It has been 20 years since Resident Evil 2 was released. The game is considered by many to be one of the best that the franchise has to offer despite its rocky development process. The original version of the game, now colloquially known as Resident Evil 1.5 was scrapped at about 70% complete nearly a year into its dev cycle, pushing the release of the game back from May of 1997, to September of 1997, and finally to a release date of January 1998. Today we are celebrating the 20th anniversary of Resident Evil 2 by looking back at its journey from concept, to product, back to concept, to final version. Welcome to Arcadology: The Development of Resident Evil 2.
Development of Resident Evil 2
In April of 1996, once month after the release of Resident Evil, work began on Resident Evil 2. Shinji Mikami, the creator of the franchise and director of the first game moved into the role of producer. Hideki Kamiya who was a planner on the first game was promoted to director and the team got to work. By July of 1996, with only three months of work into the game, Production Studio 4 already had a demo to show at the V-Wrap Festival in Japan featuring two new protagonists, Elza Walker and Leon S. Kennedy.
The reason for moving on from Jill Valentine and Chris Redfield differed depending on who you asked. Mikami’s reason was quite straightforward: Jill and Chris had already experience the terror of zombies, and new characters were needed in order to keep the horror fresh. On the other hand, eventual RE2 team member Noboru Sugimura would state:
“Jill and Chris’ motivation was simply to escape the zombie-infested Spencer Mansion, so they weren’t given any independent characterization or motivation. That made it hard for us to give them big dramatic arcs. That’s why for the sequel we decided to create new characters, with suitable motivations for the dramatic plot…”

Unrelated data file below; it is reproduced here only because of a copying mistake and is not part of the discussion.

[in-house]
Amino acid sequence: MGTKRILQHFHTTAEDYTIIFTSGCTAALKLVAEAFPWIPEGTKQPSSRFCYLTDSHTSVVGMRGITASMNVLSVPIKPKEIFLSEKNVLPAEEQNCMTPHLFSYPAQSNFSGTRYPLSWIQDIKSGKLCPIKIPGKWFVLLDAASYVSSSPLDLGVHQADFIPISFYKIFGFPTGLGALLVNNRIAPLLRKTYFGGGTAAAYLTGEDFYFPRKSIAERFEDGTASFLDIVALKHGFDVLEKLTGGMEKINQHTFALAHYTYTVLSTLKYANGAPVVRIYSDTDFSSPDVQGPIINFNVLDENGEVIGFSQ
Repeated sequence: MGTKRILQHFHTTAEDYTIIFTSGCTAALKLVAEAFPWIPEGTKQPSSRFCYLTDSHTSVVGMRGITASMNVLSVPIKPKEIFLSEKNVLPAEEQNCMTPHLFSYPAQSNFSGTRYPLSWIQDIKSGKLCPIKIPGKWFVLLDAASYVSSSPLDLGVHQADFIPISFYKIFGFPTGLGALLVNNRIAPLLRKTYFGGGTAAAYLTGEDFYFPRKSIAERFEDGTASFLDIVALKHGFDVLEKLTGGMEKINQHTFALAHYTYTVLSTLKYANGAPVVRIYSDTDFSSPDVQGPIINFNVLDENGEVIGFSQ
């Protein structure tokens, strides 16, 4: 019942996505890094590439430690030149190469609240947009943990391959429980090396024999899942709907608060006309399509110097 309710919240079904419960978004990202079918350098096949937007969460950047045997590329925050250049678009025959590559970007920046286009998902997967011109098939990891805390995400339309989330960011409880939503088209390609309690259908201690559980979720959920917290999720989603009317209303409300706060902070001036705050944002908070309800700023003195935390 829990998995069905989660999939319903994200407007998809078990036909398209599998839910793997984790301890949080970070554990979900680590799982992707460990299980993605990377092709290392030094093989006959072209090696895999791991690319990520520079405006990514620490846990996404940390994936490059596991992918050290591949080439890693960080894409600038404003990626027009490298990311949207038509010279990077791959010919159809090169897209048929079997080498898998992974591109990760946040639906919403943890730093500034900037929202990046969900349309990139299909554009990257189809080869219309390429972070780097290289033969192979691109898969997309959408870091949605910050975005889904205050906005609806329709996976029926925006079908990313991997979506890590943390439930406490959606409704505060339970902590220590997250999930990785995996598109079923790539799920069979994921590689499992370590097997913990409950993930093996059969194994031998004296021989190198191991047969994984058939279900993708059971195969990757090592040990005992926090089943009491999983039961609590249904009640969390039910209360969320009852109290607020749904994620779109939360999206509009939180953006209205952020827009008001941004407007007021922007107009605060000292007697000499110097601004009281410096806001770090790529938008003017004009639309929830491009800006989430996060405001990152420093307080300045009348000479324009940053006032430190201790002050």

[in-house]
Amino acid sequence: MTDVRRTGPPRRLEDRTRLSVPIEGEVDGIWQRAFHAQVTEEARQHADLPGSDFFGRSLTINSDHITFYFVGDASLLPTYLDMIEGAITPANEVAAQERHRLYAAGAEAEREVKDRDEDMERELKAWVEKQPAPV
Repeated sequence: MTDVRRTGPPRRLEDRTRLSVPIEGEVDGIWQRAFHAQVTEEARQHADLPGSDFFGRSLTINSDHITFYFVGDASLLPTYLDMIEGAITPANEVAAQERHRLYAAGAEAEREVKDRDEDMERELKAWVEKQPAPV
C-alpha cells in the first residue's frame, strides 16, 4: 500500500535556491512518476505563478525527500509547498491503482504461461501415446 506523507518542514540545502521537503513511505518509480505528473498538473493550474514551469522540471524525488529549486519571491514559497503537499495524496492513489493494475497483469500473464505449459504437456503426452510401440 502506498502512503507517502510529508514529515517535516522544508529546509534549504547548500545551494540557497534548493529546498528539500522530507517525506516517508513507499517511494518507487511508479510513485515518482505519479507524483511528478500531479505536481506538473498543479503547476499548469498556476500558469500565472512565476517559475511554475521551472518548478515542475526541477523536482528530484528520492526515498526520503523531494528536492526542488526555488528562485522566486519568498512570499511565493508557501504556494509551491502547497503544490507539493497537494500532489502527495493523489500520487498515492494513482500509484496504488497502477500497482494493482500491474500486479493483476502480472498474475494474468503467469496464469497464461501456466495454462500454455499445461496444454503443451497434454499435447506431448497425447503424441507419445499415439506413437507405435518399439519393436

During the course of production, Mikami and Kamiya would have frequent disagreements about the direction of the game. So often that Mikami eventually had to take a creative backseat for the sake of the project. In November of 1996, a press release was sent out by the US office of Capcom revealing the release date for the game to be May of 1997, a little over a year after the release of the first game.
The timeline for when Resident Evil 1.5, or the Elza Walker Build was scrapped is a little hazy. What I do know, is that as of February 1997, it still seemed as if 1.5 was intended to be the final version of the game based on an interview Shinji Mikami gave to GamePro. At this point, the release date of May had been pushed back to September, but the screenshots used in the article are clearly the 1.5 version of the game.
At some point after this, Yoshiki Okamoto, Mikami’s supervisor, was given a demonstration of the game and expressed his dissatisfaction with it. A screenwriter by the name of Noboru Sugimura would be brought on to consult on how the scenario needed to be adjusted. His ultimate suggestion? Tear it down and start over again. In his own words:
“It was all too realistic. The ominous atmosphere from the first game, as represented in things like the Spencer Mansion itself, the armor room, key items like the jewelry box and gemstones… all that had been removed. The Police Station, too, had been changed to a very modern building. As a result, everything felt too modern and strangely sterile. “This doesn’t feel like Resident Evil…” Of course, wiping the slate clean and going back to zero on a project that’s already 70% complete is no mean feat…”
Sugimura’s involvement grew from consultant to narrative designer, bringing a professionalism to a plot that up until that point was a little bit ramshackle. Each developer had their own idea of what the narrative was, and no one was actually working off of a centralized document, or what they call in the TV world, a story bible. In an interview with the late Sartoru Iwata, Hideki Kamiya took the full blame for the scrapping of version 1.5. He considered it his fault because he would agree to every suggestion that the people on his team would throw at him. He was truly grateful that Mikami kept him on as director after it became apparent work would need to be scrapped.
The game was torn down to the studs. What could be reused, was reused, but many graphics would have to be changed in an effort to sharpen the presentation. Initially character models used a lower polygon count which allowed for more enemies to appear on the screen at once. As this need waned, the fidelity of the character models increased. By June of 1997, one month after the original release date Capcom was demonstrating a new demo of the game at the E3 convention.